St Pope John Paul II was a powerful and persuasive advocate for the Rosary, which he saw as a meditative prayer akin to some of those born in the East, like the ‘Jesus Prayer’. It was a ‘great treasure’ to be discovered again, a prayer that simultaneously deepens our connection to Jesus, the Scriptures, Mary and the rest of the Church.

In 2002, he published a whole encyclical on the subject, Rosarium Virginis Mariae. October, the month of the Rosary, is an opportunity to revisit this great text and listen to the plea of Pope John Paul II, who invited us to consider the prayer as an expression of discipleship and a valuable gift to families.

Contemplation in a noisy world

Echoing his words elsewhere, Pope John Paul II wrote that what we need today is ‘a Christian life distinguished above all in the art of prayer’ (§5). He was sensitive to the fact that despite Western culture’s attempt to distance itself from God, there had been a new ‘flowering’, a yearning among people for something spiritual. In the midst of this, he called Christian communities to become ‘genuine schools of prayer’, communities where people’s deep yearnings could find proper and deep fulfilment.

To become these communities, he said, disciples of Jesus need a ‘commitment to the contemplation of the Christian mystery’: that is, the mystery of Christ.

Contemplation, however, is not helped by speed or noise or distraction—things that have become habitual in our culture. Instead, it requires us to carve out time we wouldn’t otherwise have, to think and pray slowly. With its ‘quiet rhythm’ and ‘lingering pace’, the Rosary is ideally suited to nurturing this habit of contemplation in us (§12).

Keeping Christ at the centre

The Rosary is not an esoteric or ‘other-worldly’ prayer, though. Nor is it simply another form of mindfulness meditation. It’s actually an expression of discipleship.

‘Christian spirituality is distinguished,’ the pontiff wrote, ‘by the disciple’s commitment to become conformed ever more fully to his Master’ (§15). This process of becoming more like Christ comes from deep friendship with him. True friends seek to journey with the people they love, even into the darker aspects of their life. Through the Rosary, Mary takes us by the hand and journeys with us through the life, death and resurrection of Christ.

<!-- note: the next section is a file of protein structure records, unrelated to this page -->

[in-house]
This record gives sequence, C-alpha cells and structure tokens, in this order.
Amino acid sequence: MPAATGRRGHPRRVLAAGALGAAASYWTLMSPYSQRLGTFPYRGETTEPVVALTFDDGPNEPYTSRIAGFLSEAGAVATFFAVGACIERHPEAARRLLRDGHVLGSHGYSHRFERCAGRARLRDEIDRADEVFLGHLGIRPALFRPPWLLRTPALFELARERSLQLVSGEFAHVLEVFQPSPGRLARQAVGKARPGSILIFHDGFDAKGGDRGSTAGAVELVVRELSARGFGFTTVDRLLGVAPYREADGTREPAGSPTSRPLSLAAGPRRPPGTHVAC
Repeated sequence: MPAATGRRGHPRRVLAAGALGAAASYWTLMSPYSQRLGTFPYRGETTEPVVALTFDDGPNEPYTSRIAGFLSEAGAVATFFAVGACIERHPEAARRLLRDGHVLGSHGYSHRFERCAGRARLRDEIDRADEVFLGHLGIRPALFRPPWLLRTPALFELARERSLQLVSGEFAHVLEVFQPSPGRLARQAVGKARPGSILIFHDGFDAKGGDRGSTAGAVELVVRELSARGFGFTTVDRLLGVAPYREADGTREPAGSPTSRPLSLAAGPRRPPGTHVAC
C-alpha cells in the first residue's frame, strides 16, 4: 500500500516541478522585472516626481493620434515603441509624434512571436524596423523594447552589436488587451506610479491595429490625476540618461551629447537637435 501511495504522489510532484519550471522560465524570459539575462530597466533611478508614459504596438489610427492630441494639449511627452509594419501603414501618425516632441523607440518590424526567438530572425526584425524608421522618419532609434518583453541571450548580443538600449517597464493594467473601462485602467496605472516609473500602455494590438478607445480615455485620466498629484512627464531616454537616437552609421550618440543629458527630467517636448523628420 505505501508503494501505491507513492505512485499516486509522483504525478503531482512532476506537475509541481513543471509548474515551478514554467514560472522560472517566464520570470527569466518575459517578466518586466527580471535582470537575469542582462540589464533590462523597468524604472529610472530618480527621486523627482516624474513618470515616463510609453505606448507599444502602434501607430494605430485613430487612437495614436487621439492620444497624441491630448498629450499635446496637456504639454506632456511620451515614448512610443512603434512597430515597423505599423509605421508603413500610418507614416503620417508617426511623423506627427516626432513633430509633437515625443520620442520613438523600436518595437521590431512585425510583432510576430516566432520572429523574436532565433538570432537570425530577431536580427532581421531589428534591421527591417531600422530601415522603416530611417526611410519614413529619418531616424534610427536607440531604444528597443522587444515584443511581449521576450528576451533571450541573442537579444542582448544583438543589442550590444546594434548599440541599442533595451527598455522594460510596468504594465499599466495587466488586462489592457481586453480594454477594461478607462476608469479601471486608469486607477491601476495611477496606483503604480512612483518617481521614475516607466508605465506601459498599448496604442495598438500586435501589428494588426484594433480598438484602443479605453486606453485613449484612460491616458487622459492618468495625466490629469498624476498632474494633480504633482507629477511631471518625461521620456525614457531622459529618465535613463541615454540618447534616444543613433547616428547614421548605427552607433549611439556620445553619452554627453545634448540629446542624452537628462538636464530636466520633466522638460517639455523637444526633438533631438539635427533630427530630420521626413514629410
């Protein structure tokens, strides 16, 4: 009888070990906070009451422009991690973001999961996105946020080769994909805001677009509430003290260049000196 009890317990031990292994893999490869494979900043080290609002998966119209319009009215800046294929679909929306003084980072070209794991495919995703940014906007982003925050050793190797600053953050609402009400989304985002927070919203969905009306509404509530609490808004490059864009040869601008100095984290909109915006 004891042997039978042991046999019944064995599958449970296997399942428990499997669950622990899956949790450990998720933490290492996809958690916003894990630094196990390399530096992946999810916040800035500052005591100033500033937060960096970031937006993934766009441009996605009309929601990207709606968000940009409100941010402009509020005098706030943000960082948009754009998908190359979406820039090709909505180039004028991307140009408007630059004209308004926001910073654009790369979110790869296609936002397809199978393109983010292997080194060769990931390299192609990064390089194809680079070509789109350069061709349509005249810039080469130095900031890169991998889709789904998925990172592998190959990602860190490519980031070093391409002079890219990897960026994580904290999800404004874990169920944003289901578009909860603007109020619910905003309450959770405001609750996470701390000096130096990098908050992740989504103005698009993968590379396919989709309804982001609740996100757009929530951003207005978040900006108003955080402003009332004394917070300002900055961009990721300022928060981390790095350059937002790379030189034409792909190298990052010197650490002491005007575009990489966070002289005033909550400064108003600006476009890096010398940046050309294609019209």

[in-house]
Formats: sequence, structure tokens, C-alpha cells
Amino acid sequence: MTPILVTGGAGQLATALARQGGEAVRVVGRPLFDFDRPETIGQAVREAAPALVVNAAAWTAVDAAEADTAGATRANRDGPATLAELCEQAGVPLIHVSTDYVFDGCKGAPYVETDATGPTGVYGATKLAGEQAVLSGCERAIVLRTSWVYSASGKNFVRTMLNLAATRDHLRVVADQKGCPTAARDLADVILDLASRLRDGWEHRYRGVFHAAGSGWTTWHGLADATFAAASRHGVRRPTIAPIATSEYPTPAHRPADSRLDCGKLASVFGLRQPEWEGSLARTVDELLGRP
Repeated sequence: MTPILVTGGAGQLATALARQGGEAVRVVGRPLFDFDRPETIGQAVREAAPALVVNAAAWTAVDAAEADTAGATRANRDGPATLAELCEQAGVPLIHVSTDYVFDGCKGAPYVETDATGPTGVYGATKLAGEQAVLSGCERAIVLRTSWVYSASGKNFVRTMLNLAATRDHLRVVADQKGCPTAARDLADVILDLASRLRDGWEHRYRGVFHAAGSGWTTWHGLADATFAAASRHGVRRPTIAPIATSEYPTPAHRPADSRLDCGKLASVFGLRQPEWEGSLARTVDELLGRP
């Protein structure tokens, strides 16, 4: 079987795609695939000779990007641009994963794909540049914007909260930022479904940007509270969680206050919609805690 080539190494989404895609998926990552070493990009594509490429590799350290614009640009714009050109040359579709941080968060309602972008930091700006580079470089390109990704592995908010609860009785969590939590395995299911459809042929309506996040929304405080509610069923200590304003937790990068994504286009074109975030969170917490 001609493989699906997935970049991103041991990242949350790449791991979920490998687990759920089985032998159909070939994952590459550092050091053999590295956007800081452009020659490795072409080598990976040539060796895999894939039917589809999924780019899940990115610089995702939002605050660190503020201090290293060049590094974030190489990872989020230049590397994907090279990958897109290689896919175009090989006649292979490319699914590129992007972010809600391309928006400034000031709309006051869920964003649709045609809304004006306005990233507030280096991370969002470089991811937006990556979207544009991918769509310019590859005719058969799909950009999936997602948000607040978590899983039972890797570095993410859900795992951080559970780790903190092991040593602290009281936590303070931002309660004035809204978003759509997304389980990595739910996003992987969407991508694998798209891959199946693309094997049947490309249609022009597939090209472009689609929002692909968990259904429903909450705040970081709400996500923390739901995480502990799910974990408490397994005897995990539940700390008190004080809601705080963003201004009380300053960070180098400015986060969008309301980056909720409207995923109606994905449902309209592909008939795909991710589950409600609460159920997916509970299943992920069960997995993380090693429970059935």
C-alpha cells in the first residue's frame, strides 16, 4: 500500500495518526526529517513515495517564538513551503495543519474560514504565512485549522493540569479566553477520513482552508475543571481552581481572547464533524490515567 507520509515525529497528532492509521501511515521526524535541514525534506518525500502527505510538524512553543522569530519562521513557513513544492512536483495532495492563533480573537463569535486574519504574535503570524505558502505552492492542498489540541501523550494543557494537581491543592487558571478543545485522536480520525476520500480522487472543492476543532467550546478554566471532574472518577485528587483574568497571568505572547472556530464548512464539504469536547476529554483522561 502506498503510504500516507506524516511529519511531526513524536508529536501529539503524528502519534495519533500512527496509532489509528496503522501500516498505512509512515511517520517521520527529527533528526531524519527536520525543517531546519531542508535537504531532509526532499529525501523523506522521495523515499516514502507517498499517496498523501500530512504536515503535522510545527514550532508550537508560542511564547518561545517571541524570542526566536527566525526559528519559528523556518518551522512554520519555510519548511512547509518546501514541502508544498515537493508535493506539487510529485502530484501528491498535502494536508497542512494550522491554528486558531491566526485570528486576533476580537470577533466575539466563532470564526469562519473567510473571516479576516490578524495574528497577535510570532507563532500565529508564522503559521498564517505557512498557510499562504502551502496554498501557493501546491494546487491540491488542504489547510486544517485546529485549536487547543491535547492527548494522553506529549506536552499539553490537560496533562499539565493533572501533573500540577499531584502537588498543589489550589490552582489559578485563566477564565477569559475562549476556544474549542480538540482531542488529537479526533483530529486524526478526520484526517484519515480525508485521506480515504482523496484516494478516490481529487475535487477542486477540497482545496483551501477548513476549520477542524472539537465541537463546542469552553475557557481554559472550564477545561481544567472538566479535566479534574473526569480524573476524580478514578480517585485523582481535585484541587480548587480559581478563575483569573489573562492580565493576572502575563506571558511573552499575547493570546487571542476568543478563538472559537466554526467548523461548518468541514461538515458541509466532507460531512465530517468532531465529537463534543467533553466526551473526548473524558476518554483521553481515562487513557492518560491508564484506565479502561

In this way, it is a grounded and practical prayer. We’re always struggling to find ways to keep Christ at the centre of our lives, at the centre of our focus, amidst the noise and the chaos. The Rosary achieves two things simultaneously: it forces us to slow down, to set time aside, to search for quiet; it also keeps us utterly focussed on Christ.

Though some might suggest the Rosary distracts us from Christ, nothing could be further from the truth, according to St Pope John Paul II. The Rosary is a turn towards Christ with and through Mary, not a turn away from him.

A prayer of and for the family

The Rosary is also ‘a prayer of and for the family,’ he wrote (§41). Prayer must be the heart of our families, and if it isn’t, we need to recover it.

In the final paragraphs of the encyclical, he draws what is perhaps a surprising connection between the Rosary and contemporary challenges within the family. Many challenges arise, especially in economically developed societies, from the ‘increasing difficulty in communicating,’ he said. Families struggle to come together these days, and when they do, television often features as the communal event. This doesn’t help the art of communication.

‘To return to the recitation of the Rosary means filling daily life with different images,’ he suggested, ‘images of the mystery of salvation’. As we learn to look Jesus in the eye through the Rosary, we will learn to look each other in the eye:

Individual family members, in turning their eyes towards Jesus, also regain the ability to look one another in the eye, to communicate, to show solidarity, to forgive one another and to see their covenant of love renewed in the Spirit of God.

It is especially important that we pray with our children, he suggested, since the ‘cultural distance’ between the generations grows vaster all the time. Cultivating from an early age those moments in which we ‘pause for prayer’ is not something to be underestimated. Young people can surprise us all the time, and if their energy and enthusiasm can be turned to something as important as prayer, what a blessing that would be (§42).